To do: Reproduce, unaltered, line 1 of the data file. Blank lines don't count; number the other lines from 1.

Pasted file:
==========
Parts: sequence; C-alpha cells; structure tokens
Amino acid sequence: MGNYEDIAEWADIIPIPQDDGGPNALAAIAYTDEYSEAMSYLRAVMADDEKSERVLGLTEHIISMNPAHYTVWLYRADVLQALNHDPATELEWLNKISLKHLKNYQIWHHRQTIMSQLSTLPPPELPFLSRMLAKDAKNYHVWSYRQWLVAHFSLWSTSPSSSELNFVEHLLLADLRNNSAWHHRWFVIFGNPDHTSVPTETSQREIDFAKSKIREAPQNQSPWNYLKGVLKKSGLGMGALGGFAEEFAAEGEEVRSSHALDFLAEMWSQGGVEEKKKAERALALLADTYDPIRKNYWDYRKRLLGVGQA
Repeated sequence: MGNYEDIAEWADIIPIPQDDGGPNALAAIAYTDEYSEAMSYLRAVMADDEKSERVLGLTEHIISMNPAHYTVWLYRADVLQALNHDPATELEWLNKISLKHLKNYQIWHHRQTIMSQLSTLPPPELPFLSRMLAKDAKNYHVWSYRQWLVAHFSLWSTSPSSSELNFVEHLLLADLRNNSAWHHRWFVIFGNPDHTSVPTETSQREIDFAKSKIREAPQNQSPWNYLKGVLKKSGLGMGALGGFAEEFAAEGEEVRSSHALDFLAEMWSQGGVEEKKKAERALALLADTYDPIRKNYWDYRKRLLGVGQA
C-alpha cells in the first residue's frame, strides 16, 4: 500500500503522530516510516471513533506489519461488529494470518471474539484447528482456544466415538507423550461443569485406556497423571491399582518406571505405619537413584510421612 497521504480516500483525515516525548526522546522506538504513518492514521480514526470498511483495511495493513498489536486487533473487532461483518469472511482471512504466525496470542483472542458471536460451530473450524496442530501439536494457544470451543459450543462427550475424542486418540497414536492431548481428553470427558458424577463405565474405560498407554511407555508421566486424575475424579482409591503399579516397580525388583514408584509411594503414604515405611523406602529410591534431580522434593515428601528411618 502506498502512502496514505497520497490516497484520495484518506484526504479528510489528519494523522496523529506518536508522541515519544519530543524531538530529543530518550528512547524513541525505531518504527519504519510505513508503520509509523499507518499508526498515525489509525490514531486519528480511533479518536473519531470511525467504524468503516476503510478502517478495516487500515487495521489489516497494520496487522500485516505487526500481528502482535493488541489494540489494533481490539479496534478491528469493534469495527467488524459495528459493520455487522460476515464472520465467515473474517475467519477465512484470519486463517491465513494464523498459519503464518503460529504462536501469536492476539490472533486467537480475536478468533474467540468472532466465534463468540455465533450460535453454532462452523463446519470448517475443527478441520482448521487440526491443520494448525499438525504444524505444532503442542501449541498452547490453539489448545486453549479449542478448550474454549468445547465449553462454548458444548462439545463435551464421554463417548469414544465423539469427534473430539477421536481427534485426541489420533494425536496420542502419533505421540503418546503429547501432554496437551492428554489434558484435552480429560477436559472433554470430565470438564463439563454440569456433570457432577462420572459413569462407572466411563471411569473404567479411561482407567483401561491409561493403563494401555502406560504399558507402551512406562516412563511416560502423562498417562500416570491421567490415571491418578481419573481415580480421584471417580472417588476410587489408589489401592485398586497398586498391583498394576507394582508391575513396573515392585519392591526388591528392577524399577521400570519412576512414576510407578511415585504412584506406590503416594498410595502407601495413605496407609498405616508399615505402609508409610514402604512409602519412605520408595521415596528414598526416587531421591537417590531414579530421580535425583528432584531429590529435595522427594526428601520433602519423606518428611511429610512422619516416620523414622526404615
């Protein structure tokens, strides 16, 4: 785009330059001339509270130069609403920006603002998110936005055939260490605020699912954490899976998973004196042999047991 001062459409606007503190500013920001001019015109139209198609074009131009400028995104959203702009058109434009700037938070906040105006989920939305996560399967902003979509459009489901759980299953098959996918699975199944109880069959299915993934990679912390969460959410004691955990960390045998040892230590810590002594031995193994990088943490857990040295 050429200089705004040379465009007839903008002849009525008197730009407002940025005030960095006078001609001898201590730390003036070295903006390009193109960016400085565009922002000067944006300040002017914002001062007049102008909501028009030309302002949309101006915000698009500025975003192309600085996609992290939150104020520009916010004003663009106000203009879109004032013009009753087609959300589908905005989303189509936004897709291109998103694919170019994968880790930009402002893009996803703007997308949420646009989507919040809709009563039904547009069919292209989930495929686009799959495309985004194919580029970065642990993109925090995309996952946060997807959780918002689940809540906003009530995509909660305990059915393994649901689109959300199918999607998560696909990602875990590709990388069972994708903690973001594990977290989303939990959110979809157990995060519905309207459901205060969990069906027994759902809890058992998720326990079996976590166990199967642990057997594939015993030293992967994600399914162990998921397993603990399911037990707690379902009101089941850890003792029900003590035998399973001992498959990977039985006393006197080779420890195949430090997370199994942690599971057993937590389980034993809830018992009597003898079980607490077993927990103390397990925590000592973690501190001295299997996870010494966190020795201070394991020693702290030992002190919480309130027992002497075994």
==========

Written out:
Parts: sequence; C-alpha cells; structure tokens